These drawings are not intended as a definition of the invention but are provided solely for the purpose of illustrating the preferred embodiments of the invention described below.
The invention described in this application is useful with all mechanical configurations of disk drives or direct access storage devices ("DASD"). FIG. 1 is an exploded view of a disk drive 10. It should be noted that although a rotary actuator is shown, the invention described herein is also applicable to disk drives with linear actuators. It should also be noted that this invention is equally applicable to disk drives having fixed spindle shafts and rotating spindle shafts. The disk drive 10 includes a housing 12, and a housing cover 14 which, after assembly, is mounted within a frame 16. The housing 12 and the housing cover 14 form a disk drive enclosure. Rotatably attached within the housing 12 on an actuator shaft 18 is an actuator arm assembly 20. The actuator arm assembly 20 includes an E block or comb like structure 22 having a plurality of arms 23. Attached to the separate arms 23 on the comb or E block 22, are load springs 24. Attached at the end of each load spring is a slider 26 which carries read/write elements (not shown in FIG. 1). On the other end of the actuator arm assembly 20 opposite the load springs 24 and the sliders 26 is a voice coil 28.
Attached within the housing 12 is a pair of magnets 30. The pair of magnets 30 and the voice coil 28 are key parts of a voice coil motor which applies a force to the actuator assembly 20 to rotate it about the actuator shaft 18. Also mounted within the housing 12 is a spindle shaft 32. The spindle shaft 18 in the disk drive shown in FIG. 1 is fixed. A hub assembly 33 is rotatably attached to the spindle shaft 32. The spindle assembly 31 includes the spindle shaft 32 and the hub assembly 33. A number of disks 34 are attached to the hub assembly 33. In FIG. 1, eight disks are attached to the hub assembly 33. As shown in FIG. 1, the disks 34 are attached to the hub assembly 33 with equal spacing between each disk.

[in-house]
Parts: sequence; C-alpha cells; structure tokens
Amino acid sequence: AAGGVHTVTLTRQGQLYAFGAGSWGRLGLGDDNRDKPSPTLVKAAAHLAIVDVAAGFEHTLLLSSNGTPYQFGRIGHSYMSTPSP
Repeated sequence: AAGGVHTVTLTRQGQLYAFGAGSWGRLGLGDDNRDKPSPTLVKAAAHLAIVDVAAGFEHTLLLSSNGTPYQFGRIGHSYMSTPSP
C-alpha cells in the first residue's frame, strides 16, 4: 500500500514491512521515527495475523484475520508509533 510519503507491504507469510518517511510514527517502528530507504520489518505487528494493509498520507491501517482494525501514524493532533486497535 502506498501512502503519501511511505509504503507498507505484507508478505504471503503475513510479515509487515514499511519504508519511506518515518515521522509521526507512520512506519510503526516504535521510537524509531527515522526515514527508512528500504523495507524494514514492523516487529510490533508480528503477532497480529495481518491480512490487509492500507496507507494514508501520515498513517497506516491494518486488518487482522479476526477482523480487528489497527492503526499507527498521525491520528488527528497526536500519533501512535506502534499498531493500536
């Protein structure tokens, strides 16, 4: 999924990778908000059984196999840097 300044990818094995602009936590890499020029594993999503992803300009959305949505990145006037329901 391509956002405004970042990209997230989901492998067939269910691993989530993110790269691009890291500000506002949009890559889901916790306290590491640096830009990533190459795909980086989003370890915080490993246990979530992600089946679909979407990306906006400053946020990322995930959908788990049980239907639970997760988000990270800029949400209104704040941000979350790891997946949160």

Now turning to FIG. 2, the spindle shaft 32 and hub assembly 33 which is grounded only through magnetic fluid seals will be detailed. The hub assembly includes a hub 40, hub magnets 42, a first bearing set 44, and a second bearing set 46. Attached to the housing 12 is a motor stator 52 which is a set of coils through which electrical current passes. In operation, the stator 52 on the housing 12 and the hub magnets 42 attached to the hub 40 form an electrical motor used to rotate the hub 40 and the disks 34 which are attached to the hub. Electrical energy is input to the stator so that the polarity of the stator is constantly changing and rotating. The hub magnets 42 on the hub 40 follow the changing polarity. In a disk drive, the motor rotates the hub and disks attached thereto in excess of 3500 revolutions per minute. Currently disk drives rotate at 3600 RPMs.
The first bearing set 44 is attached to one end of the spindle shaft 32 and to the hub 40. The second bearing set 46 is attached to the other end of the spindle shaft 32 and the hub 40. The first and second bearing sets allow the hub 40 to spin or rotate easily as the motor rotates the hub 40. The motor is sealed from the disk drive enclosure, formed by the housing 12 and the housing cover 14 (see FIG. 1). The electrical path or ground path in this prior art embodiment relied on the electrical path through the magnetic fluid seal 50, and upon the electrical path created when the ball bearings in one of the first or second bearing sets happened to be physically positioned to produce a good conductive pathway. In other words, at ally point in time, the ball bearings may be contacting one race or the other, floating between the races or contacting both the race near the spindle shaft 32 and the race near the hub 40.